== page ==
Blog Archives

Pax Pine: A Look at Cole Wehrle’s Root

I pronounce it rUt.

One of the things I appreciated most about Geoff Engelstein’s board game rendering of The Expanse was the way it took the venerable Twilight Struggle’s very serious, very wargamey card system and bolted it over the top of something that had nothing to do with real-world history or politics. It was, if you want to be dramatic about it, a democratizing move. Where any quantity of board gamers might shy away from engaging with “serious” topics in their leisure time, The Expanse boasted a deeply smart card system layered over a fictional world, right down to its dumber-than-a-bucket Captain James Holden. If the hero doesn’t bust his noggin over political statements and colonial implications, why should you?

Now, in a surprise alliance between political-game veteran Cole Wehrle (Pax Pamir, An Infamous Traffic, the forthcoming John Company) and one of the industry’s freshest publishers of asymmetric buffoonery Leder Games (Vast: The Crystal Caverns), we’re witnessing what just might shape up to be the next step in the process of bending the branch of wargame-style gameplay into reaching distance of a more general audience.

The game in question is Root. It’s still in playtesting, likely won’t be out for a good long while, and details are still subject to change. But my impressions of an early build have been almost entirely positive.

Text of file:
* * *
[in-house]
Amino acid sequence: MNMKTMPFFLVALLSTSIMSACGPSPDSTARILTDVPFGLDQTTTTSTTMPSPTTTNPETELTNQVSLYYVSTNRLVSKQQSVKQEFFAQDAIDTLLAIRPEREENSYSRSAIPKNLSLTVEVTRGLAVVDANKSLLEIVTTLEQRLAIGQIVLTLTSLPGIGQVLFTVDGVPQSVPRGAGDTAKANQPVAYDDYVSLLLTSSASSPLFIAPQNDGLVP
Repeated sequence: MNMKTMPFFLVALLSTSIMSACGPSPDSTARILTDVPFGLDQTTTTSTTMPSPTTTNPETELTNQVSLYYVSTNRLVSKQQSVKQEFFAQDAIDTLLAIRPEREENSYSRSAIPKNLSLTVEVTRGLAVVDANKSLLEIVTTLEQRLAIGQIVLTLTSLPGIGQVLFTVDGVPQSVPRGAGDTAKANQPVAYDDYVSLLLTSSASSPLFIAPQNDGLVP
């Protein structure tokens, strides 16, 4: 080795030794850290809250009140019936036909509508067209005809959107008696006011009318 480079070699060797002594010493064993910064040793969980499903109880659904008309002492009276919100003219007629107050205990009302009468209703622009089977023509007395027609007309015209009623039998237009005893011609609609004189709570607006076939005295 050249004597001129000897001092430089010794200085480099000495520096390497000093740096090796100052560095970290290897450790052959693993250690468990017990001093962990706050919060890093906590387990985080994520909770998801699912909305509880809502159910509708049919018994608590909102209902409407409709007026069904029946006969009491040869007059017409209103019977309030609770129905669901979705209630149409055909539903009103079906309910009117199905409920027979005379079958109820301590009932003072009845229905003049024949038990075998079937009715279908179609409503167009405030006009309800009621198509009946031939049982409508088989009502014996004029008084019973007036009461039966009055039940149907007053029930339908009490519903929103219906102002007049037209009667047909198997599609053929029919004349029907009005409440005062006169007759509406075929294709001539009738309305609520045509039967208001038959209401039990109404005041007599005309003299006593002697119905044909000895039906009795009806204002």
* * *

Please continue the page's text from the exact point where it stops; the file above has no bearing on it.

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The Space-Biff! Space-Cast! Episode #6: Vast Asymmetries

Warning: Patrick says the shit word at one point, but is otherwise the very model of a modern major general.

In the November 2016 episode of the Space-Biff! Space-Cast!, join Dan Thurot and Brock Poulsen in a discussion about asymmetry in games, fluctuating mic levels, and Vast: The Crystal Caverns with the game’s developer and producer, Patrick Leder!

As a sidenote, Vast: The Crystal Caverns is currently on Kickstarter for its second printing, and will fund until December 18th. You can find all the details over here.

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A Vast Vast Review

Are the goblins attacking the big letters? If so, why? Who left them there? Were they anti-goblin in some way? Or do goblins, mostly being illiterate, simply hate anything resembling writing?

The prospect of asymmetry in board games has always been a tricky one, promising great variety and depth while also threatening to overwhelm its participants with — and I believe this is the scientific term — a metric butt-ton of rules. Unlike digital games, which might handle calculations behind the scenes or offer helpful tips whenever you get stuck, in the analog world of board games every single rule must be relayed, parsed, and understood between all players at all times. Or at least most of the time.

Not only is Vast: The Crystal Caverns by Leder Games not an exception to this rule, it’s pretty much the definition. But does that do it a disservice or make it one of the richest games to appear on our table this year? Read on to find out.

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